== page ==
Nov. 23, 2016 - This past week we have all borne witness as deep wounds of division have been revealed across our nation. As a microcosm of society, The College of St. Scholastica has a share in this difficult experience. Many people in our community are feeling pain, fear, and uncertainty. These feelings are very real and they run deep. On behalf of The College of St. Scholastica, I want to acknowledge the significance of these experiences, and affirm and express our deep care and respect for each and every member of the community.
When we gathered at the inauguration ceremony a month ago, I affirmed that the Benedictine values that have guided the College through its first century will continue to drive us forward into the future. We can be sure of this. They inspire our commitment to addressing issues of peace and justice, and to working together for the benefit of the common good. So too, as an engaged citizenry, we must act according to conscience in affairs of civic importance. Higher education calls for the free exchange of ideas, for grappling with difficult questions, and also, keeping one's mind open to the ideas and experiences of others. CSS offers a distinctive approach: our core values of respect and hospitality invite us to dialogue in a supportive and open manner. Inspired by the counsel of St. Benedict, we strive to "listen with the ear of the heart."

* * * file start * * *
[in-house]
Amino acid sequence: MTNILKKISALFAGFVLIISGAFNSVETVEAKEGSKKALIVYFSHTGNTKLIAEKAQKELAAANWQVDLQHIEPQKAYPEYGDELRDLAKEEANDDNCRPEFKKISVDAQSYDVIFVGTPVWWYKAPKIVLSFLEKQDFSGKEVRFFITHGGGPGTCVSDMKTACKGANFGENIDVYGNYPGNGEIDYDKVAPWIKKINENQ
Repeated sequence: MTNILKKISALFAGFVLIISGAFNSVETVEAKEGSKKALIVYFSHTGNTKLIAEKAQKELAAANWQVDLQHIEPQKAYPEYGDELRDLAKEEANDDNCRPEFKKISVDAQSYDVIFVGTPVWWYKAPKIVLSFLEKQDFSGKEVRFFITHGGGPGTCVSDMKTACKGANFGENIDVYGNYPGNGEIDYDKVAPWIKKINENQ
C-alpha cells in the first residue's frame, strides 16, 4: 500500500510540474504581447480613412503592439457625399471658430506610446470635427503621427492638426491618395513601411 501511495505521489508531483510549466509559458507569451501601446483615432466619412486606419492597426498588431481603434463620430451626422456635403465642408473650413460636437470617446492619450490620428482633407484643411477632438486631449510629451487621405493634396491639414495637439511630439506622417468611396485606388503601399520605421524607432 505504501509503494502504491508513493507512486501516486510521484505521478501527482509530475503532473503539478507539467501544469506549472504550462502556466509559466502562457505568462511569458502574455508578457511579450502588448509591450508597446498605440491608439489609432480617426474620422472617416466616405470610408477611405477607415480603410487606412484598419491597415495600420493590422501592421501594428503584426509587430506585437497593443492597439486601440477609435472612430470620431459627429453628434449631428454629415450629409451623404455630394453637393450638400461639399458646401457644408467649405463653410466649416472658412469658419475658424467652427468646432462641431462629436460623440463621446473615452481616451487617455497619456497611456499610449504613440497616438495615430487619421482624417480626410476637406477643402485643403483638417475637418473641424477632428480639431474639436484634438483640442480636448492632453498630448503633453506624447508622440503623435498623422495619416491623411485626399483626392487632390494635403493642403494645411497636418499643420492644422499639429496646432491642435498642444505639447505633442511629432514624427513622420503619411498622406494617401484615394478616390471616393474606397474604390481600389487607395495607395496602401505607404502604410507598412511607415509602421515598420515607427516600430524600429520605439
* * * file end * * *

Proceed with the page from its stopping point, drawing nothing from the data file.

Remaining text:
As I moved through the last few days, I have had a deepening sense of importance about our college here on the hill: who we are and what we are about, and especially, why it matters so much! On Monday, I met with the City of Duluth Human Rights Officer, Carl Crawford, to discuss the College's Inclusive Excellence initiatives and to discern opportunities for our collaboration. I expressed the College's serious commitment to continue growing as a diverse and inclusive community, and offered our support for broader efforts by city leaders. This was very well received and will be discussed with the Mayor. Tuesday night, I was pleased to see so many members of our community, as well as numerous guests, in attendance at the Peace & Justice Lecture Series in Mitchell Auditorium. It addressed the topic of "Growing Up Black in Urban America." Yale University Law School Professor James Forman, Jr. shared his experiences as a public defender for youth, and as an advocate for educational opportunity and racial justice. A number of students stepped up to the microphone during the Q & A that followed, posing thoughtful questions, many of which stemmed from the challenging public discourse in this country. At the crux of this discourse, expressed in varied ways, I find a recurring theme: the personal, familial and social significance of honoring identity.
At CSS, we view this matter of identity through a very special lens — that all of God's people are part of one human family, in solidarity with one another. We hold fast to our conviction that every person is of intrinsic and inestimable value. I am both proud and inspired to be a part of this life-giving culture, while knowing well how important it is for each one of us to protect and strengthen it at every turn, as responsible stewards of St. Scholastica today.
Colette McCarrick Geary, Ph.D.